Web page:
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Primark investigating 'forced labor' notes found in clothing

By Sophie Brown, CNN
updated 5:48 AM EDT, Thu June 26, 2014
Karen Wisinska found this note in a pair of pants she bought at a Primark store in Belfast in 2011.
Karen Wisinska found this note in a pair of pants she bought at a Primark store in Belfast in 2011.
STORY HIGHLIGHTS
  • Woman in Northern Ireland finds note in garment, allegedly from Chinese prisoner
  • Two other cases involving the same retailer have been reported in Wales in recent days
  • Primark is investigating all three incidents, but says circumstances are suspicious
  • Amnesty has documented prison labor camps in China in the past

(CNN) -- A shopper in Northern Ireland may have gotten more than she bargained for when she reportedly discovered a chilling note stuffed in a pair of pants she purchased from European retailer, Primark.

Scrawled on a yellow piece of paper and wrapped around what appears to be a prison identification card, was a message claiming to be from an inmate at a Chinese prison making clothes for export under conditions of slave labor.

"We work 15 hours every day and eat food that wouldn't even be fed to pigs and dogs. We're (forced to) work like oxen," the handwritten note said in Chinese.

The message appealed to the international community to "condemn these human rights abuses by the Chinese government."

Tip of the iceberg?

Karen Wisinska, who lives in Northern Ireland's Fermanagh county, said she bought the pants for about £10 ($16) on a trip to Belfast in 2011, but left the garment in her closet -- unworn -- after she discovered the zipper was broken.

She only found the note when she retrieved the item while packing for a holiday last week, she said. After getting a rough translation of the note, Wisinka sought help from Amnesty International, an organization that has documented the use of forced labor in Chinese detention facilities in the past.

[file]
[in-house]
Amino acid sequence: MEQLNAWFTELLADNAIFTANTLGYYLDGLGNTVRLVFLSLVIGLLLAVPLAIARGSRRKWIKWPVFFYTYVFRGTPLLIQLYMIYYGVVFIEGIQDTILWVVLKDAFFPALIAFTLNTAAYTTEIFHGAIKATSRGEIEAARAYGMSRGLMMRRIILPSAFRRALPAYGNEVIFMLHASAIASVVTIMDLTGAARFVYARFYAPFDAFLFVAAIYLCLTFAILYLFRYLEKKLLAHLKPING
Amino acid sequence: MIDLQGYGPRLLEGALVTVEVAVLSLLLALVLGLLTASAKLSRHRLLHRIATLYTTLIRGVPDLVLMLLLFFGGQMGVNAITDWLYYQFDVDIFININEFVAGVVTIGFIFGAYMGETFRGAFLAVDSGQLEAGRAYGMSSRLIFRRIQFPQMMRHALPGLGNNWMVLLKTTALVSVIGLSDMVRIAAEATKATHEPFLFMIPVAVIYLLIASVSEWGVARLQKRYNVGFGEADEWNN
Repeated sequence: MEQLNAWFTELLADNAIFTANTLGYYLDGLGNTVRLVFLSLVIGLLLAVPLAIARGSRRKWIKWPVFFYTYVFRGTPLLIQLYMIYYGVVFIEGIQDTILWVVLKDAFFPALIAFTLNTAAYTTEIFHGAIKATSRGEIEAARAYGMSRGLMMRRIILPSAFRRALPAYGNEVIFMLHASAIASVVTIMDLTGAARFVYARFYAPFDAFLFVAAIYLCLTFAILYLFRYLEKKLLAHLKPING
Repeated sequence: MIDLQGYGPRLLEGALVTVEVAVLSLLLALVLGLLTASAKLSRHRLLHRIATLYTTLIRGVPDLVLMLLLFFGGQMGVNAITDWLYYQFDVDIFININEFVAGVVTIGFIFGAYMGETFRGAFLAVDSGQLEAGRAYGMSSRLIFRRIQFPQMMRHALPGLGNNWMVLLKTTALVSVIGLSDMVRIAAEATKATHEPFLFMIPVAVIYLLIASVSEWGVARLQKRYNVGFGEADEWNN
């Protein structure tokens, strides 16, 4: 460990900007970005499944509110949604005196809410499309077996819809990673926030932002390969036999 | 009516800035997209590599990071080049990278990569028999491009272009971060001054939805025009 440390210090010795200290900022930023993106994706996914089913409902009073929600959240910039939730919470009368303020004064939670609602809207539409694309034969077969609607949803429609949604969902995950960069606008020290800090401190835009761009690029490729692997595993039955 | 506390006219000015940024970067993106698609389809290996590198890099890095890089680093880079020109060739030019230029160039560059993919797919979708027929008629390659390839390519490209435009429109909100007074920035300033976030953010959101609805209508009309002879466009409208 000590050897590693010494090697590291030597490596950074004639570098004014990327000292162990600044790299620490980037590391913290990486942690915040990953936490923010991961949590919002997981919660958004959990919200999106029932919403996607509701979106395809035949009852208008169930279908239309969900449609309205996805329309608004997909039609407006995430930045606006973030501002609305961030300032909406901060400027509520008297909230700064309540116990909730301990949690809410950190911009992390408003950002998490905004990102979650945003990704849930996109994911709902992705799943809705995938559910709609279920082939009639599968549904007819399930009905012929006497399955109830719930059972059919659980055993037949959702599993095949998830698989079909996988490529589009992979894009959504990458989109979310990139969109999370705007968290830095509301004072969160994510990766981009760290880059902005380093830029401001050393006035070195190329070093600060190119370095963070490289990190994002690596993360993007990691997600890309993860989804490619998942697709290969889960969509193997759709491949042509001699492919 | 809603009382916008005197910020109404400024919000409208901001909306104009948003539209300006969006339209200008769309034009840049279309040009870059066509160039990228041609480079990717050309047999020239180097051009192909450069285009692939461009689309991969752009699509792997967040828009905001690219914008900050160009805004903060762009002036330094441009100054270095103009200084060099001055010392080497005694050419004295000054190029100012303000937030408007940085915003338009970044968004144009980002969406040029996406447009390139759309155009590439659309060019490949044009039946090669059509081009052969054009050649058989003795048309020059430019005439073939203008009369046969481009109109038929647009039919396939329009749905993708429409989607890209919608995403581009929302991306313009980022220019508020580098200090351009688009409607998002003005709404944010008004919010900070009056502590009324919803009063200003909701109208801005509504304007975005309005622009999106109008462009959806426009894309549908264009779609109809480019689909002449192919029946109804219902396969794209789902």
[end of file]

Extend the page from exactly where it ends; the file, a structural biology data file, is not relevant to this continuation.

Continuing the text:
"I was shocked to find this note and card inside the trousers from Primark and even more shocked to discover that it appears to have been made under slave labor conditions in a Chinese prison," she told Amnesty.

"I am only sorry that I did not discover the note when I first purchased the clothing -- then I could have brought this scandal to light much earlier."

Rights group skeptical of Chinese reforms
Broken by China's labor camps
China under fire over labor camps

Amnesty International's Northern Ireland program director, Patrick Corrigan, described the story as "horrific."

"It's very difficult to know whether it's genuine, but the fear has to be that this is just the tip of the iceberg," Corrigan said.

Investigation underway

Primark denied sourcing clothing made using forced labor in a statement Wednesday, noting the "considerable time delay" since the garment was purchased.

A spokesperson for the company said that particular line of pants was last sold in Northern Ireland in October 2009.

"We find it very strange that this ... has come to light so recently, given that the trousers were on sale four years ago," he said.